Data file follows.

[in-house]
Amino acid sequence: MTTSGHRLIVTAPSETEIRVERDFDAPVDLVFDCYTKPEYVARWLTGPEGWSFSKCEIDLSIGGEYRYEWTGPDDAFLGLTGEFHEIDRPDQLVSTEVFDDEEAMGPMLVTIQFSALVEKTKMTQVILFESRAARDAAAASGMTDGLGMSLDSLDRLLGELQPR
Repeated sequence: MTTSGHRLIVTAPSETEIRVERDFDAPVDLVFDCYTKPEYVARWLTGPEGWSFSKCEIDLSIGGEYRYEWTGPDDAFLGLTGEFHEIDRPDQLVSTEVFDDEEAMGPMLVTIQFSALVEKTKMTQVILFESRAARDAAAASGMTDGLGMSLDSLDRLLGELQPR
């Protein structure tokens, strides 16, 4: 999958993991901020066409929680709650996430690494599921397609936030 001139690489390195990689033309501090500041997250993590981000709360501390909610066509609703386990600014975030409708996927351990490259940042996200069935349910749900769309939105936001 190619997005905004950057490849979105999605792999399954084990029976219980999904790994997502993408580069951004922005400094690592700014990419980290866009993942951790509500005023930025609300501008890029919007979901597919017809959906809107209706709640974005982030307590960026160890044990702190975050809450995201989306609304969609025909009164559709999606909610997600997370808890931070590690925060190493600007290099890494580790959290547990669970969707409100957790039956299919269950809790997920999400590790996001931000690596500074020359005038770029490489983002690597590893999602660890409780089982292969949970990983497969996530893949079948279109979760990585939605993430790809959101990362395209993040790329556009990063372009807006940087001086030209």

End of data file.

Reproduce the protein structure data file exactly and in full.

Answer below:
[in-house]
Amino acid sequence: MTTSGHRLIVTAPSETEIRVERDFDAPVDLVFDCYTKPEYVARWLTGPEGWSFSKCEIDLSIGGEYRYEWTGPDDAFLGLTGEFHEIDRPDQLVSTEVFDDEEAMGPMLVTIQFSALVEKTKMTQVILFESRAARDAAAASGMTDGLGMSLDSLDRLLGELQPR
Repeated sequence: MTTSGHRLIVTAPSETEIRVERDFDAPVDLVFDCYTKPEYVARWLTGPEGWSFSKCEIDLSIGGEYRYEWTGPDDAFLGLTGEFHEIDRPDQLVSTEVFDDEEAMGPMLVTIQFSALVEKTKMTQVILFESRAARDAAAASGMTDGLGMSLDSLDRLLGELQPR
């Protein structure tokens, strides 16, 4: 999958993991901020066409929680709650996430690494599921397609936030 001139690489390195990689033309501090500041997250993590981000709360501390909610066509609703386990600014975030409708996927351990490259940042996200069935349910749900769309939105936001 190619997005905004950057490849979105999605792999399954084990029976219980999904790994997502993408580069951004922005400094690592700014990419980290866009993942951790509500005023930025609300501008890029919007979901597919017809959906809107209706709640974005982030307590960026160890044990702190975050809450995201989306609304969609025909009164559709999606909610997600997370808890931070590690925060190493600007290099890494580790959290547990669970969707409100957790039956299919269950809790997920999400590790996001931000690596500074020359005038770029490489983002690597590893999602660890409780089982292969949970990983497969996530893949079948279109979760990585939605993430790809959101990362395209993040790329556009990063372009807006940087001086030209």